x Abu Dhabi, UAE Thursday 20 July 2017

Somali pirate threatens 'revenge' after India captures 61 raiders

Somali Bile Hussein says that unless the 61 captured pirates are released, he will attack Indian citizens in open water and 'jail their people'.

Captured Somali pirates were detained on a military vessel on Monday after the Indian navy intercepted their ship in the Arabian Sea 1,000 kilometres from the west coast of India.
Captured Somali pirates were detained on a military vessel on Monday after the Indian navy intercepted their ship in the Arabian Sea 1,000 kilometres from the west coast of India.

MOGADISHU // A pirate in Somalia has threatened Indian sailors and the government with targeted attacks in retaliation for the arrests of dozens of pirates who fled a high seas battle.

The marauders, living on a hijacked ship serving as a roving pirate base, jumped into the Arabian Sea after the Indian navy fired on the vessel in self-defence on Monday. The navy captured 61 pirates fleeing the battle, which served as the latest example of the piracy trade's turn towards increased violence.

Bile Hussein, a self-described pirate in Somalia, said: "They better release them, considering their people travelling in the waters, or we shall jail their people like that.

"We are first sending a message to the Indian government of releasing our friends in their hands or else they have to be ready for their citizens to be mistreated in the near future."

The Indian navy's third anti-piracy operation this year followed the capture of 28 Somali pirates last month and a further 15 in January. Both groups are to be prosecuted in Mumbai.

Indian warships have been escorting merchant ships as part of international anti-piracy surveillance in the area since 2008.

Several nations, including the United States, are prosecuting pirate suspects captured by their militaries. But other suspects have been released as countries weigh legal issues and other factors.

The prosecutions, the growth of criminal gangs participating in piracy and the ever-increasing ransoms have heightened confrontations.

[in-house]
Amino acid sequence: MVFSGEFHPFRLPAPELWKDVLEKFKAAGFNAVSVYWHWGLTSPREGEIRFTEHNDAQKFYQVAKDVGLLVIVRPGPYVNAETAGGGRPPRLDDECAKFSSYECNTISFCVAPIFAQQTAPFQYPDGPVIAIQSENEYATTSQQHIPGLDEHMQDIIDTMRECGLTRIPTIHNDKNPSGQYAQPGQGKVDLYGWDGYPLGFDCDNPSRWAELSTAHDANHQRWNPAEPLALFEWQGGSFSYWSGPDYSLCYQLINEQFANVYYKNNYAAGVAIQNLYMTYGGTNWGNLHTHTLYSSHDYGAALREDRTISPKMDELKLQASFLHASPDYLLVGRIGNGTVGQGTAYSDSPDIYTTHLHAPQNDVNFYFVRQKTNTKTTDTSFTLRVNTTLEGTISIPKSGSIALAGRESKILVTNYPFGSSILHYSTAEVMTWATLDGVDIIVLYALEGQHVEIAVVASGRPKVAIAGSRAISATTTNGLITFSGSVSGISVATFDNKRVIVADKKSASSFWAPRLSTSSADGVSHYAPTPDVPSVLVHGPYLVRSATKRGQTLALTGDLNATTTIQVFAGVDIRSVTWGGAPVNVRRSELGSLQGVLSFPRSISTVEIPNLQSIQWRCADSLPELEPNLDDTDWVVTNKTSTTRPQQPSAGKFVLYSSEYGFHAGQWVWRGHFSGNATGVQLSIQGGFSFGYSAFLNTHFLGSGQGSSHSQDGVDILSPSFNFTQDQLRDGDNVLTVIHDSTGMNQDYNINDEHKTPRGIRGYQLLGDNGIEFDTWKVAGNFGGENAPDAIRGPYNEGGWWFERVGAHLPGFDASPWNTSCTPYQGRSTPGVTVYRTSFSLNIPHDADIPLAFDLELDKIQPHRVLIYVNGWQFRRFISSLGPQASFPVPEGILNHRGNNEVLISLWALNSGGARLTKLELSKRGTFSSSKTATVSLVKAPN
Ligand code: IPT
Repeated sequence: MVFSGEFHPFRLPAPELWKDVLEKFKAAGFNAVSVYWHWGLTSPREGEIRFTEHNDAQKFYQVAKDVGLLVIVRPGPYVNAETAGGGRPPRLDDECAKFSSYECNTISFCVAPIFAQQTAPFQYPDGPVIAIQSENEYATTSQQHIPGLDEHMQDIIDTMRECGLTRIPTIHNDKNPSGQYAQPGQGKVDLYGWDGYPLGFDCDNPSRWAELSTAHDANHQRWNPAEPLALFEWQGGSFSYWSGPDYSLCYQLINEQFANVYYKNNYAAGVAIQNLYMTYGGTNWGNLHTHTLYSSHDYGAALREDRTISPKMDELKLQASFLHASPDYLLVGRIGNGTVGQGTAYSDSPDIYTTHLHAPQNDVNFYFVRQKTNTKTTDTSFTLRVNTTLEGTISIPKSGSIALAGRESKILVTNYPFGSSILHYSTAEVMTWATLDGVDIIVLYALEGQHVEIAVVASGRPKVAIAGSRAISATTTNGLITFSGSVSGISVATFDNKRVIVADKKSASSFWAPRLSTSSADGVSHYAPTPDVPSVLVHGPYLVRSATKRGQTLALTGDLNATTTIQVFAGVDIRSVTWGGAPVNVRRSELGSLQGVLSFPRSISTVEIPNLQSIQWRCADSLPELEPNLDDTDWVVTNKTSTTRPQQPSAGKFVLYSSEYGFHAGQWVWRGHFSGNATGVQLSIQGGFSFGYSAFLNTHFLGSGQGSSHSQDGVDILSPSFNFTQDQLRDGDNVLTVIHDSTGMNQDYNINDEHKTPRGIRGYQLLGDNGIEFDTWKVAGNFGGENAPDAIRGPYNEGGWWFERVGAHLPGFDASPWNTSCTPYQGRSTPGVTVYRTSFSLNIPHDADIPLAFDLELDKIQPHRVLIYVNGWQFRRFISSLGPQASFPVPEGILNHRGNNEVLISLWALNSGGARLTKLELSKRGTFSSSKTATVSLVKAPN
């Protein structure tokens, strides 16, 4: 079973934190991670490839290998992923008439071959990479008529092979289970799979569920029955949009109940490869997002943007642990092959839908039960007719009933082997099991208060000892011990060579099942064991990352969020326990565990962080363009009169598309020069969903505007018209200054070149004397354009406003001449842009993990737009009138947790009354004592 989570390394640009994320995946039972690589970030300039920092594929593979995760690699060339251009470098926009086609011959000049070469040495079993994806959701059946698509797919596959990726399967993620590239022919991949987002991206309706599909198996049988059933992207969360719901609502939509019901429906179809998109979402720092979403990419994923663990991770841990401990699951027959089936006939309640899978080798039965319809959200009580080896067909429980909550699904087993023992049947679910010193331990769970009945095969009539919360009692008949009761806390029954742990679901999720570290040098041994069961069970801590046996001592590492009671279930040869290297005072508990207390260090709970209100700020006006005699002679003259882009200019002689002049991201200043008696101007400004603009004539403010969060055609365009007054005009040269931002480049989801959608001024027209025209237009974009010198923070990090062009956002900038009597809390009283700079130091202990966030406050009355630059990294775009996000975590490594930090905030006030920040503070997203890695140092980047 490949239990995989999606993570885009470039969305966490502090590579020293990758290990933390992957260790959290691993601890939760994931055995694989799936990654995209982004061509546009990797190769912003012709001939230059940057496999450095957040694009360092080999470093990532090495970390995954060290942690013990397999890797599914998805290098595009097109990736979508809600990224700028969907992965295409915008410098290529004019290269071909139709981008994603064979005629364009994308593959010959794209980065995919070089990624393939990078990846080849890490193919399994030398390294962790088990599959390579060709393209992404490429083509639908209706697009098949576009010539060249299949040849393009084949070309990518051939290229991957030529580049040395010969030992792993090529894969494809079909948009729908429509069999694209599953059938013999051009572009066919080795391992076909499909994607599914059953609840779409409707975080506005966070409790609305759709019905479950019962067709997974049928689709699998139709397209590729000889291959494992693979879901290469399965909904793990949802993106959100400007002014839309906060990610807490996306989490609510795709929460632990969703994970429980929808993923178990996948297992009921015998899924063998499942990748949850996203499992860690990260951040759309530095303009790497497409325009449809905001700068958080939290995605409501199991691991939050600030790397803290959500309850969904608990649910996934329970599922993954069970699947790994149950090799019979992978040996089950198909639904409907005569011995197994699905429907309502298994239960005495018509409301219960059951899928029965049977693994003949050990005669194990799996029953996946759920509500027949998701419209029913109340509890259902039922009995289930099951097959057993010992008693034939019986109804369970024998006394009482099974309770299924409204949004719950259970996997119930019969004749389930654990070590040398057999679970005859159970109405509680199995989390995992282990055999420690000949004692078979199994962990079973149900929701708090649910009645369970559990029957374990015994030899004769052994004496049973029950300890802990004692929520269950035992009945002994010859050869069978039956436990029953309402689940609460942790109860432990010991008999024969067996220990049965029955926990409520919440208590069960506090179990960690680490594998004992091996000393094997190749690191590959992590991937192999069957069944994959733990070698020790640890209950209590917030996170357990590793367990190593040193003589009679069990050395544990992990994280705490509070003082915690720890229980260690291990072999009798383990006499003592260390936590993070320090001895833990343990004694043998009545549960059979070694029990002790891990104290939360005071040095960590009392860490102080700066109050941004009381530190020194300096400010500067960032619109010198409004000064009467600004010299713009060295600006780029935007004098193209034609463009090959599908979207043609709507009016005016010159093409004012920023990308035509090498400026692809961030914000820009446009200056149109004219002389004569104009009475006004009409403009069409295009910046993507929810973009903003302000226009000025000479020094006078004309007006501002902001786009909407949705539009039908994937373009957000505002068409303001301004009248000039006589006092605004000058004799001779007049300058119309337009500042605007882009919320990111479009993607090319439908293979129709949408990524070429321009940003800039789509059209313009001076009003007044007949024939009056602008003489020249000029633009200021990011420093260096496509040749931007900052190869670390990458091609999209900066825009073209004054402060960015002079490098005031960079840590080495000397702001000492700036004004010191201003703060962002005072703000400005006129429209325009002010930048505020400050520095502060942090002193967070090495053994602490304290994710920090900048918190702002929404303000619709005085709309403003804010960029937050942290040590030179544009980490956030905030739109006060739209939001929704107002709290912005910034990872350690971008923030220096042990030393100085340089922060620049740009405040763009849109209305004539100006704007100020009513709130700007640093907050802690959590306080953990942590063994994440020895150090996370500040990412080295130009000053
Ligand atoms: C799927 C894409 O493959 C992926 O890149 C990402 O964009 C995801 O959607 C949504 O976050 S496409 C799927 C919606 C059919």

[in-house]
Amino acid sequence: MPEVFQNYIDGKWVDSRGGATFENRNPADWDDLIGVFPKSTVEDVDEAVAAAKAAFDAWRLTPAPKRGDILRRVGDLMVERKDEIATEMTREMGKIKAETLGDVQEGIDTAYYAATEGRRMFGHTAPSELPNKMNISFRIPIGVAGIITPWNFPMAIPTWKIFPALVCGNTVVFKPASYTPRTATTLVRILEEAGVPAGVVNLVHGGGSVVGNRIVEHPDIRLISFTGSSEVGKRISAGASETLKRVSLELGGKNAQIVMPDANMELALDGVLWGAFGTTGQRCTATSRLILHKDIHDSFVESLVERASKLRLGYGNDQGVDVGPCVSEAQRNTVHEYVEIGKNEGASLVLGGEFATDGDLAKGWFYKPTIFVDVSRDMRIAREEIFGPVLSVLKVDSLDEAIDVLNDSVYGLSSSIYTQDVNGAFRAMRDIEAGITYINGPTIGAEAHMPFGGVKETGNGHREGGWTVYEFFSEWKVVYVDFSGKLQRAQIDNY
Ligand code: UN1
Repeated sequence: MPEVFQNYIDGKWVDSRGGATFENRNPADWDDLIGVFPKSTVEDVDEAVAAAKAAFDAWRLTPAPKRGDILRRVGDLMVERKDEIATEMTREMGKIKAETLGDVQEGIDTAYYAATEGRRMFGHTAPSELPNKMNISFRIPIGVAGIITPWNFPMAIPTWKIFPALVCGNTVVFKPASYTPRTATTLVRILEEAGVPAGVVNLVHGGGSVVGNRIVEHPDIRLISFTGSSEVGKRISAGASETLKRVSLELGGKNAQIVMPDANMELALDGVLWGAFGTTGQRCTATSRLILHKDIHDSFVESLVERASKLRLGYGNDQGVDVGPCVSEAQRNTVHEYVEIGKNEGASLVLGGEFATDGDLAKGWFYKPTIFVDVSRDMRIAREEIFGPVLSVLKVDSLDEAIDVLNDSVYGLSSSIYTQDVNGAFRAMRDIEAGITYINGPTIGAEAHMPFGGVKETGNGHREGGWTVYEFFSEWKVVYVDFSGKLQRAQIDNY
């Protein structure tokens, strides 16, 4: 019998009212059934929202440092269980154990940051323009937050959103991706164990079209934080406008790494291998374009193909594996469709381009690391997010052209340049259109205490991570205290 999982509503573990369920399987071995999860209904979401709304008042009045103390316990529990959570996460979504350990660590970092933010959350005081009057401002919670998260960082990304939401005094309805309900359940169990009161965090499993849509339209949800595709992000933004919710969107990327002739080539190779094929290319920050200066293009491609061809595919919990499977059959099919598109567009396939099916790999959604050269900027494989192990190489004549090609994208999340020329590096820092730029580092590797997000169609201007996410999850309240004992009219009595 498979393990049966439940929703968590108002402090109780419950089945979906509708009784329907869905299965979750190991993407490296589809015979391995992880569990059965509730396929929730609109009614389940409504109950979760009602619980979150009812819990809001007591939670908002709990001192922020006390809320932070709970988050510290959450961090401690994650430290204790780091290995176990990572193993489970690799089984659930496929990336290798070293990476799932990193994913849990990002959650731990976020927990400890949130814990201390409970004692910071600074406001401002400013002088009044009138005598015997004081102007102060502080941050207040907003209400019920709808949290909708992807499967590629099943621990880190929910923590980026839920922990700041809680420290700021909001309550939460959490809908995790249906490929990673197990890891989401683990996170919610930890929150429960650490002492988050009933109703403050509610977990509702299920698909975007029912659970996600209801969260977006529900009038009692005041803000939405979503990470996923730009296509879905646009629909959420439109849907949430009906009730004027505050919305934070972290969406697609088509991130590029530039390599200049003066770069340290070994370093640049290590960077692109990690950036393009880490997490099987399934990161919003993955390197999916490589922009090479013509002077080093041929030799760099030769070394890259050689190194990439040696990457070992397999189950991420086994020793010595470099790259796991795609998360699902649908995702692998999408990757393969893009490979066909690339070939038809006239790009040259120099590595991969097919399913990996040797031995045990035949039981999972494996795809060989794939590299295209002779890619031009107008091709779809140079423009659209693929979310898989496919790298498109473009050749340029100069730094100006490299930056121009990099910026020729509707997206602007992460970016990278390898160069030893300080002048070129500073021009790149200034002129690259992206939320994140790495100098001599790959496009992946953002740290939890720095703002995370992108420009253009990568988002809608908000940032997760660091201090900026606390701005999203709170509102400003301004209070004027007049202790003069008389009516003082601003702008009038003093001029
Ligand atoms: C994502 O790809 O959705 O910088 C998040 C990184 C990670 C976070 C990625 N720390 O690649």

Five Puntland security forces and two pirates were killed this month during a failed attempt to rescue Danish captives taken from their hijacked yacht to a pirate stronghold in the semi-autonomous northern region of Somalia.

Weeks earlier, four US citizens on a hijacked yacht were killed by pirates under circumstances that are still unclear. Four US navy vessels were shadowing the captured boat at the time, and 15 pirate suspects were taken into custody after the gunfire.

Monday's battle took place after an Indian patrol aircraft spotted the pirate's mother ship on Friday while responding to another vessel reporting a pirate attack, the Indian navy said. The pirates aborted the hijacking attempt and tried to escape on the mother ship.

When the Indian ships closed in Sunday night, the pirates fired on them. The hijacked vessel caught fire when the Indian navy returned fire, the navy said.

The pirates had hijacked the Mozambique-flagged Vega 5 in December and had used it as a mother ship. Indian sailors rescued 13 crew members from the Vega 5 on Sunday night about 1,100 kilometres off Kochi in southern India, the statement said.

The pirates were carrying about 80 to 90 small arms or rifles and a few heavier weapons, probably rocket-propelled grenades, it said. The statement did not describe any casualties among the navy, the fishermen or the pirates in Sunday's clash.

Piracy has plagued the shipping industry off East Africa for years, but violence and ransom demands have escalated in recent months. Pirates held 30 ships and more than 660 hostages as of February.

In the United States on Monday, five Somali men convicted of attacking a navy ship were sentenced to life in prison, the harshest sentences yet for accused pirates as the United States tries to halt piracy off Africa's coast.

Before the Somalis were convicted late last year, the last US conviction for piracy was in 1819 in Virginia and involved a Spanish vessel. US piracy law was based on that case.

The five men also were sentenced to an additional 80 years in prison on other charges related to the attack last April 1 on the USS Nicholas. Some plan an appeal.

* Associated Press